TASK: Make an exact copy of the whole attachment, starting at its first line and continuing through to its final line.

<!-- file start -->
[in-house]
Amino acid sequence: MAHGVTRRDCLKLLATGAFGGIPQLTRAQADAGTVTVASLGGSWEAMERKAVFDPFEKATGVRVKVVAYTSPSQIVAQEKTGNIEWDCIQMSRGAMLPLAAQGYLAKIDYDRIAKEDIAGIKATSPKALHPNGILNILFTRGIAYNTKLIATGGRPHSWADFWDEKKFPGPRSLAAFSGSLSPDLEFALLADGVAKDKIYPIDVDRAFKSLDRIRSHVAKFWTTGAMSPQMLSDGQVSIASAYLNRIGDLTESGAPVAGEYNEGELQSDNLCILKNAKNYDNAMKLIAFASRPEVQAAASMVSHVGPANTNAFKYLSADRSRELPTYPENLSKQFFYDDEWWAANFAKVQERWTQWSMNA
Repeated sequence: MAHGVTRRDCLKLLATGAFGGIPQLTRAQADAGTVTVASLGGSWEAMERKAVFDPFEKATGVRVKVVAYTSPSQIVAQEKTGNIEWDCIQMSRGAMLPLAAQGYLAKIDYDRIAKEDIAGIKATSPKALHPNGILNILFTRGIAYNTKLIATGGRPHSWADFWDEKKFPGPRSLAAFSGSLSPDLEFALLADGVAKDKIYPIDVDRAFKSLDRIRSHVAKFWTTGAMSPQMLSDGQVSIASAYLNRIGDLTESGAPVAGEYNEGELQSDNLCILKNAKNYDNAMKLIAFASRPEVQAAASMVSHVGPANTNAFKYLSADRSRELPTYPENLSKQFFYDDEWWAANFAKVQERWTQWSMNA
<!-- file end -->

[in-house]
Amino acid sequence: MAHGVTRRDCLKLLATGAFGGIPQLTRAQADAGTVTVASLGGSWEAMERKAVFDPFEKATGVRVKVVAYTSPSQIVAQEKTGNIEWDCIQMSRGAMLPLAAQGYLAKIDYDRIAKEDIAGIKATSPKALHPNGILNILFTRGIAYNTKLIATGGRPHSWADFWDEKKFPGPRSLAAFSGSLSPDLEFALLADGVAKDKIYPIDVDRAFKSLDRIRSHVAKFWTTGAMSPQMLSDGQVSIASAYLNRIGDLTESGAPVAGEYNEGELQSDNLCILKNAKNYDNAMKLIAFASRPEVQAAASMVSHVGPANTNAFKYLSADRSRELPTYPENLSKQFFYDDEWWAANFAKVQERWTQWSMNA
Repeated sequence: MAHGVTRRDCLKLLATGAFGGIPQLTRAQADAGTVTVASLGGSWEAMERKAVFDPFEKATGVRVKVVAYTSPSQIVAQEKTGNIEWDCIQMSRGAMLPLAAQGYLAKIDYDRIAKEDIAGIKATSPKALHPNGILNILFTRGIAYNTKLIATGGRPHSWADFWDEKKFPGPRSLAAFSGSLSPDLEFALLADGVAKDKIYPIDVDRAFKSLDRIRSHVAKFWTTGAMSPQMLSDGQVSIASAYLNRIGDLTESGAPVAGEYNEGELQSDNLCILKNAKNYDNAMKLIAFASRPEVQAAASMVSHVGPANTNAFKYLSADRSRELPTYPENLSKQFFYDDEWWAANFAKVQERWTQWSMNA